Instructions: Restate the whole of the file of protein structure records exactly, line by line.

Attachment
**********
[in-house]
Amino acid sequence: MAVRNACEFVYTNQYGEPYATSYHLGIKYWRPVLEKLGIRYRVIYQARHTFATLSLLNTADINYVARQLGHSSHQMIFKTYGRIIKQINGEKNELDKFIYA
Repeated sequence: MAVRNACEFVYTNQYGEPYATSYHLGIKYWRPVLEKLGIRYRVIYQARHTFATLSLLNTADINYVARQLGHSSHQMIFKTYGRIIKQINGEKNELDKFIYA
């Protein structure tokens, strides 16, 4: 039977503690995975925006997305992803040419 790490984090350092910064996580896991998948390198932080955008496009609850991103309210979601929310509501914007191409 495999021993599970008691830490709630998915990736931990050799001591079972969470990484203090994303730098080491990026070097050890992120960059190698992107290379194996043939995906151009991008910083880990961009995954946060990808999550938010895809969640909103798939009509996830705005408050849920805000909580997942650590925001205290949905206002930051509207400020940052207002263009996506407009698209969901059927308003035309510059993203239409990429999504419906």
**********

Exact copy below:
[in-house]
Amino acid sequence: MAVRNACEFVYTNQYGEPYATSYHLGIKYWRPVLEKLGIRYRVIYQARHTFATLSLLNTADINYVARQLGHSSHQMIFKTYGRIIKQINGEKNELDKFIYA
Repeated sequence: MAVRNACEFVYTNQYGEPYATSYHLGIKYWRPVLEKLGIRYRVIYQARHTFATLSLLNTADINYVARQLGHSSHQMIFKTYGRIIKQINGEKNELDKFIYA
């Protein structure tokens, strides 16, 4: 039977503690995975925006997305992803040419 790490984090350092910064996580896991998948390198932080955008496009609850991103309210979601929310509501914007191409 495999021993599970008691830490709630998915990736931990050799001591079972969470990484203090994303730098080491990026070097050890992120960059190698992107290379194996043939995906151009991008910083880990961009995954946060990808999550938010895809969640909103798939009509996830705005408050849920805000909580997942650590925001205290949905206002930051509207400020940052207002263009996506407009698209969901059927308003035309510059993203239409990429999504419906």